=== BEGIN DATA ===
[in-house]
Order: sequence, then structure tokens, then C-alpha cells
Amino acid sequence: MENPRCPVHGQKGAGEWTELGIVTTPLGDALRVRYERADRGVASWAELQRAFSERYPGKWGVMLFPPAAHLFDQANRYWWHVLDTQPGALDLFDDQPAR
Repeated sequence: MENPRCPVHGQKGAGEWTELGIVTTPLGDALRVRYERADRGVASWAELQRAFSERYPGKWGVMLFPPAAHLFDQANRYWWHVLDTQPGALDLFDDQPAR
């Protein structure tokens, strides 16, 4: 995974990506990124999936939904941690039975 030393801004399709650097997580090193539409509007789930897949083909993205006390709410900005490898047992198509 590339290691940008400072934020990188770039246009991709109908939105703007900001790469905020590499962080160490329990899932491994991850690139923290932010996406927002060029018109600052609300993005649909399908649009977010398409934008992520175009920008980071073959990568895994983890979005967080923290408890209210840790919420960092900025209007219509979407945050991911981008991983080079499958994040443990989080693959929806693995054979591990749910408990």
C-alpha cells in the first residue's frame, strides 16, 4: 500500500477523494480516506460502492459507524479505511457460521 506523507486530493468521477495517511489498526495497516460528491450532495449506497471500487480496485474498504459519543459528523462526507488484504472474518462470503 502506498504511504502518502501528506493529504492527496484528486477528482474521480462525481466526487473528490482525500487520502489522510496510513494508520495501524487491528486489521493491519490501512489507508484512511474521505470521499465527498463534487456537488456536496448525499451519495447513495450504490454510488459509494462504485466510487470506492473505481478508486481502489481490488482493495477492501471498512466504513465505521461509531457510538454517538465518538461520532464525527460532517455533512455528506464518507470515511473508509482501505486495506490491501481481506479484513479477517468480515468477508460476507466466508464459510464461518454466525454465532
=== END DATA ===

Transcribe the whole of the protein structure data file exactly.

[in-house]
Order: sequence, then structure tokens, then C-alpha cells
Amino acid sequence: MENPRCPVHGQKGAGEWTELGIVTTPLGDALRVRYERADRGVASWAELQRAFSERYPGKWGVMLFPPAAHLFDQANRYWWHVLDTQPGALDLFDDQPAR
Repeated sequence: MENPRCPVHGQKGAGEWTELGIVTTPLGDALRVRYERADRGVASWAELQRAFSERYPGKWGVMLFPPAAHLFDQANRYWWHVLDTQPGALDLFDDQPAR
């Protein structure tokens, strides 16, 4: 995974990506990124999936939904941690039975 030393801004399709650097997580090193539409509007789930897949083909993205006390709410900005490898047992198509 590339290691940008400072934020990188770039246009991709109908939105703007900001790469905020590499962080160490329990899932491994991850690139923290932010996406927002060029018109600052609300993005649909399908649009977010398409934008992520175009920008980071073959990568895994983890979005967080923290408890209210840790919420960092900025209007219509979407945050991911981008991983080079499958994040443990989080693959929806693995054979591990749910408990």
C-alpha cells in the first residue's frame, strides 16, 4: 500500500477523494480516506460502492459507524479505511457460521 506523507486530493468521477495517511489498526495497516460528491450532495449506497471500487480496485474498504459519543459528523462526507488484504472474518462470503 502506498504511504502518502501528506493529504492527496484528486477528482474521480462525481466526487473528490482525500487520502489522510496510513494508520495501524487491528486489521493491519490501512489507508484512511474521505470521499465527498463534487456537488456536496448525499451519495447513495450504490454510488459509494462504485466510487470506492473505481478508486481502489481490488482493495477492501471498512466504513465505521461509531457510538454517538465518538461520532464525527460532517455533512455528506464518507470515511473508509482501505486495506490491501481481506479484513479477517468480515468477508460476507466466508464459510464461518454466525454465532